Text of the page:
Albert Magnoli graduated from the Film School at the University of Southern California in 1981. While there he completed ten student films, culminating with his Thesis Film project Jazz (1979), which he wrote, produced, directed, and edited. Focusing on the lives of three Los Angeles jazz musicians, Jazz went on to win fifteen filmmaking awards in this country and abroad including a CINE Eagle Award, three FOCUS Awards and a Student Academy Award. The twenty-four minute film is listed in the 1983 edition of The Encyclopedia Britannica as “the most honored student film made in this country in the last twenty years.”
After graduation, Magnoli was asked to edit the MGM film, Reckless (1984), which was being directed by his former USC classmate, James Foley. While editing the film, rock star Prince and his manager, Robert Cavallo, came looking for a director to helm Prince’s feature film debut. Foley passed on the project, but suggested Magnoli. Prince and Cavallo screened Jazz and offered the project to him. Magnoli went to Prince’s hometown, Minneapolis, and sequestered himself in a hotel room for six weeks. There he researched and wrote the script for Purple Rain (1984).
As the director, writer, and editor Magnoli delivered Purple Rain to the theaters eleven months later. The Hollywood Reporter described Purple Rain as “sensational and highly visual - an accomplished and sophisticated example of storytelling.” Released by Warner Bros. in nine hundred theaters, Purple Rain topped the box office in its first weekend knocking Ghostbusters from the number one position. Purple Rain has grossed over $156 million dollars worldwide.
Magnoli followed with the Lorimar-Columbia feature, American Anthem (1986) and ghost-directed the critically acclaimed concert film, Sign 'O' The Times (1987) starring Prince. Magnoli then began a four-year association with Prince, culminating with Magnoli becoming Prince’s manager and handling his creative affairs. The soundtrack album for Batman (1989) was created during this union, and two #1 videos, Batdance and Partyman were directed by Magnoli to promote the Batman film and soundtrack.
Warner Bros. executive Mark Canton and producer Jon Peters then asked Magnoli to take over the directing reins from Andrei Konchalovsky on Tango & Cash (1989) starring Sylvester Stallone and Kurt Russell. The $65 million dollar film was behind schedule and over budget, and Magnoli was asked to begin shooting immediately. Four days later Magnoli arrived on the set, filmed for forty days, and delivered the picture to the studio in time for a Christmas release just two months later. Tango & Cash was a commercial success and has grossed over $186 million dollars worldwide.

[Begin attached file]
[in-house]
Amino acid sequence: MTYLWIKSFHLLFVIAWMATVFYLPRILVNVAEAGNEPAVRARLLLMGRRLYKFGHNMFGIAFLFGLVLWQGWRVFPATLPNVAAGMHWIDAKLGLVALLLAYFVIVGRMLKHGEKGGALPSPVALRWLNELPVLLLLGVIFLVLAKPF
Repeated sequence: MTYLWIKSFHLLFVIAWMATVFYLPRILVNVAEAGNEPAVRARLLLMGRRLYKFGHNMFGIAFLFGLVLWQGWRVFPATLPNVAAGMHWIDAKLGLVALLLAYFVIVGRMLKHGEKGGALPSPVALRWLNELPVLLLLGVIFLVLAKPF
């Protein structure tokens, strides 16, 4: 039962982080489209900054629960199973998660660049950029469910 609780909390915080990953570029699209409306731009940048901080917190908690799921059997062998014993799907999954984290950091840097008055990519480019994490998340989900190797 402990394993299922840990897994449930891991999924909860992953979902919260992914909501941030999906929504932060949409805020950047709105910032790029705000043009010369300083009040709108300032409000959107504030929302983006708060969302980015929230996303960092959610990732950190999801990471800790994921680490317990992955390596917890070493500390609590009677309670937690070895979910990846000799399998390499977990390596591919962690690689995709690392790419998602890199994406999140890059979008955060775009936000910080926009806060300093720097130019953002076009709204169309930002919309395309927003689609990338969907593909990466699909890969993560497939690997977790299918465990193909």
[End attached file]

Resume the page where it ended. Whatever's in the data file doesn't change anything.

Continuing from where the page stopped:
Magnoli then directed Born to Run (1993) for Fox Television starring Richard Grieco. Filmed in just twenty-four days, the $3.4 million dollar film was critically acclaimed. The Hollywood Reporter stated “... this is mood TV, a highly stylized look at the racing culture that’s dark, fast, idealistic, and gritty. It’s great filmmaking, and a surprisingly impressive profile of the racing culture.” The Los Angeles Times wrote: “... who can resist a story like this? It’s apple pie and baseball, and more to the point, it’s sexy. The reason lies in the pristine direction of Albert Magnoli. This is movie heaven.”
Magnoli has written a slate of scripts for his production entity Dark Harbor Pictures:
Staked, Fetish, Primal Scream
Ghost Child, Savage, Falcon
My Name is Hunt (Wakening), My Name is Hunt (Spiraling)
Eternity 1 (The Awakening), Eternity 2 (Heart of the Covenant)
The Code Conspiracy, The Code Revelation
World Without End
The Don Aronow biopic: Donzi
Black Sunday (The Story of Sausio 13)
Albert Magnoli continues to write screenplays for Dark Harbor Pictures and work on various projects including: Captain Blood, Johnny Blackout, Vanished, and Heavy Shadows; and two seasons of a streaming episodic television series: Mob Bros. Inc.
He is currently writing a Broadway Musical.